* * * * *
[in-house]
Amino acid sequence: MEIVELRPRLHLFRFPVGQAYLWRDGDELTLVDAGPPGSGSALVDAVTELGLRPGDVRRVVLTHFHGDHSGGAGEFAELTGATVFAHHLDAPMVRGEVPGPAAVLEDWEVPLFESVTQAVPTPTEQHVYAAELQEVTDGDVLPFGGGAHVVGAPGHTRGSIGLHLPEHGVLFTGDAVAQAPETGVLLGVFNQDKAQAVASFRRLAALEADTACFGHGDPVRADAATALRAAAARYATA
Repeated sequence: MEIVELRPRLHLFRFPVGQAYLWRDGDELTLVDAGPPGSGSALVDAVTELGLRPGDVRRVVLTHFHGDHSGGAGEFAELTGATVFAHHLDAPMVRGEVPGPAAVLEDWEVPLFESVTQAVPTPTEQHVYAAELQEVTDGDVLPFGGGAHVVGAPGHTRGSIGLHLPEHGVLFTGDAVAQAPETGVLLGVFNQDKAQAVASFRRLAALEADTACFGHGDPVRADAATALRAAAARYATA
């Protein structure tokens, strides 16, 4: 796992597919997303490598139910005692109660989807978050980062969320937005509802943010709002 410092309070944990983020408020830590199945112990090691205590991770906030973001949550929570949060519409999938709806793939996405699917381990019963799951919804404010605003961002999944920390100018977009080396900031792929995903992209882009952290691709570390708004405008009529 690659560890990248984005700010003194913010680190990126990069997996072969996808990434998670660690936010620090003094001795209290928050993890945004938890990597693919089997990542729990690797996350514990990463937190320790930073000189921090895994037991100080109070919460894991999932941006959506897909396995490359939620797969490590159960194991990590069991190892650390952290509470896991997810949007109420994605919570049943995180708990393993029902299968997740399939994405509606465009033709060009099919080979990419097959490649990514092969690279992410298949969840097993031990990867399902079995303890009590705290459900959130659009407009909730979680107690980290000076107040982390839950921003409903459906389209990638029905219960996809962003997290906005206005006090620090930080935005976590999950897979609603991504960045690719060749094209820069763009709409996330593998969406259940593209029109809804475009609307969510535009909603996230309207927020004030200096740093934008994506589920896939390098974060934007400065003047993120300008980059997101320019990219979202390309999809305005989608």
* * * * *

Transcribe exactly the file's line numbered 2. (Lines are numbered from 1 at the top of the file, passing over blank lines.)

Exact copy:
Amino acid sequence: MEIVELRPRLHLFRFPVGQAYLWRDGDELTLVDAGPPGSGSALVDAVTELGLRPGDVRRVVLTHFHGDHSGGAGEFAELTGATVFAHHLDAPMVRGEVPGPAAVLEDWEVPLFESVTQAVPTPTEQHVYAAELQEVTDGDVLPFGGGAHVVGAPGHTRGSIGLHLPEHGVLFTGDAVAQAPETGVLLGVFNQDKAQAVASFRRLAALEADTACFGHGDPVRADAATALRAAAARYATA